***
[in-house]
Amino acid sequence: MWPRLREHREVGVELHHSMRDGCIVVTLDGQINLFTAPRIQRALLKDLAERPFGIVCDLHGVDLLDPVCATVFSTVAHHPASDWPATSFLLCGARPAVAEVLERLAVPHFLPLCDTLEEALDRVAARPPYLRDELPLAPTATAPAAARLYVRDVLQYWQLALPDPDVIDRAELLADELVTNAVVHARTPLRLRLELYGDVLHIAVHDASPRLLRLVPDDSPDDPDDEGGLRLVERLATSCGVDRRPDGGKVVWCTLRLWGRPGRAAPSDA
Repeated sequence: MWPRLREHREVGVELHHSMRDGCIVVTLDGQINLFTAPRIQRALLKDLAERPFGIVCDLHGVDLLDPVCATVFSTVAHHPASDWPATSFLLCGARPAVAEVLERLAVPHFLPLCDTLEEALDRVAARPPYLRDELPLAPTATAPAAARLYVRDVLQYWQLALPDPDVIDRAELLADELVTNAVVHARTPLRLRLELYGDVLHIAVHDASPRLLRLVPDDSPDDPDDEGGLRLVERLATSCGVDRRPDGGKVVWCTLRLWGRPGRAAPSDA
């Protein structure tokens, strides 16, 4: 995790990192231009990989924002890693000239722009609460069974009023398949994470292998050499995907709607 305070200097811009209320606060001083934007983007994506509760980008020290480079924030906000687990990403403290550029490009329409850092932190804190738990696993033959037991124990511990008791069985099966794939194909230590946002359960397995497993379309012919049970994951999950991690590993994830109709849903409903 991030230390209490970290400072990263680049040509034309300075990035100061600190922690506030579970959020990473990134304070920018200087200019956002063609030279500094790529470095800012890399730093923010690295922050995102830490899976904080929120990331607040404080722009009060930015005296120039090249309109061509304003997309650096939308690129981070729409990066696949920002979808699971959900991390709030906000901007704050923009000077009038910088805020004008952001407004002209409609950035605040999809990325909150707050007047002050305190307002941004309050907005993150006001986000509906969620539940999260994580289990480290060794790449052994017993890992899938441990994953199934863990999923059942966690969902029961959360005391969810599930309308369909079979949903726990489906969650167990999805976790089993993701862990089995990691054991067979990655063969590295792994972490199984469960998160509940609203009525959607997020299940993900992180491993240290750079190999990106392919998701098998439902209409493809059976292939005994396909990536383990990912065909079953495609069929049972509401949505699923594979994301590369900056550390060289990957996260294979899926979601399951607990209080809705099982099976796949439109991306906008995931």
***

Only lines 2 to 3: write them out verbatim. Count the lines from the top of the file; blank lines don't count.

Amino acid sequence: MWPRLREHREVGVELHHSMRDGCIVVTLDGQINLFTAPRIQRALLKDLAERPFGIVCDLHGVDLLDPVCATVFSTVAHHPASDWPATSFLLCGARPAVAEVLERLAVPHFLPLCDTLEEALDRVAARPPYLRDELPLAPTATAPAAARLYVRDVLQYWQLALPDPDVIDRAELLADELVTNAVVHARTPLRLRLELYGDVLHIAVHDASPRLLRLVPDDSPDDPDDEGGLRLVERLATSCGVDRRPDGGKVVWCTLRLWGRPGRAAPSDA
Repeated sequence: MWPRLREHREVGVELHHSMRDGCIVVTLDGQINLFTAPRIQRALLKDLAERPFGIVCDLHGVDLLDPVCATVFSTVAHHPASDWPATSFLLCGARPAVAEVLERLAVPHFLPLCDTLEEALDRVAARPPYLRDELPLAPTATAPAAARLYVRDVLQYWQLALPDPDVIDRAELLADELVTNAVVHARTPLRLRLELYGDVLHIAVHDASPRLLRLVPDDSPDDPDDEGGLRLVERLATSCGVDRRPDGGKVVWCTLRLWGRPGRAAPSDA